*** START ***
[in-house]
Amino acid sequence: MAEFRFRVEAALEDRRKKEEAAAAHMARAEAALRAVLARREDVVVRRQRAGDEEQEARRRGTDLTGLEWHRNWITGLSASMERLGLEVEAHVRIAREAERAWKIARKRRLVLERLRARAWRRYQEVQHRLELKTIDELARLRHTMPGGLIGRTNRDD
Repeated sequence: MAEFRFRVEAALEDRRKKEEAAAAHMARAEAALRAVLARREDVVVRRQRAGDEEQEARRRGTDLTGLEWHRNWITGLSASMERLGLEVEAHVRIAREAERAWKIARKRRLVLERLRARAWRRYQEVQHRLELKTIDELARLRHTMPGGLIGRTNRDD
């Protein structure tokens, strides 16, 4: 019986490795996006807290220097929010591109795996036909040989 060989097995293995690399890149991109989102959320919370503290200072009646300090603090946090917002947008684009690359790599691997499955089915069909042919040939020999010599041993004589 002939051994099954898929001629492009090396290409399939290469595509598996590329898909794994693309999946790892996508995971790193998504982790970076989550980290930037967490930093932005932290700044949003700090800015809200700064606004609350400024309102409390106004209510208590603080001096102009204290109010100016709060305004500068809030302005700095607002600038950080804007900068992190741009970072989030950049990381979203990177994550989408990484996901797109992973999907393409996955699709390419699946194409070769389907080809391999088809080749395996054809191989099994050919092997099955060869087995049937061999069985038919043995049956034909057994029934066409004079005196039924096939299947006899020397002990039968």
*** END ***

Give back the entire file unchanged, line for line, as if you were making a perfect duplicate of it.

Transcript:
[in-house]
Amino acid sequence: MAEFRFRVEAALEDRRKKEEAAAAHMARAEAALRAVLARREDVVVRRQRAGDEEQEARRRGTDLTGLEWHRNWITGLSASMERLGLEVEAHVRIAREAERAWKIARKRRLVLERLRARAWRRYQEVQHRLELKTIDELARLRHTMPGGLIGRTNRDD
Repeated sequence: MAEFRFRVEAALEDRRKKEEAAAAHMARAEAALRAVLARREDVVVRRQRAGDEEQEARRRGTDLTGLEWHRNWITGLSASMERLGLEVEAHVRIAREAERAWKIARKRRLVLERLRARAWRRYQEVQHRLELKTIDELARLRHTMPGGLIGRTNRDD
């Protein structure tokens, strides 16, 4: 019986490795996006807290220097929010591109795996036909040989 060989097995293995690399890149991109989102959320919370503290200072009646300090603090946090917002947008684009690359790599691997499955089915069909042919040939020999010599041993004589 002939051994099954898929001629492009090396290409399939290469595509598996590329898909794994693309999946790892996508995971790193998504982790970076989550980290930037967490930093932005932290700044949003700090800015809200700064606004609350400024309102409390106004209510208590603080001096102009204290109010100016709060305004500068809030302005700095607002600038950080804007900068992190741009970072989030950049990381979203990177994550989408990484996901797109992973999907393409996955699709390419699946194409070769389907080809391999088809080749395996054809191989099994050919092997099955060869087995049937061999069985038919043995049956034909057994029934066409004079005196039924096939299947006899020397002990039968």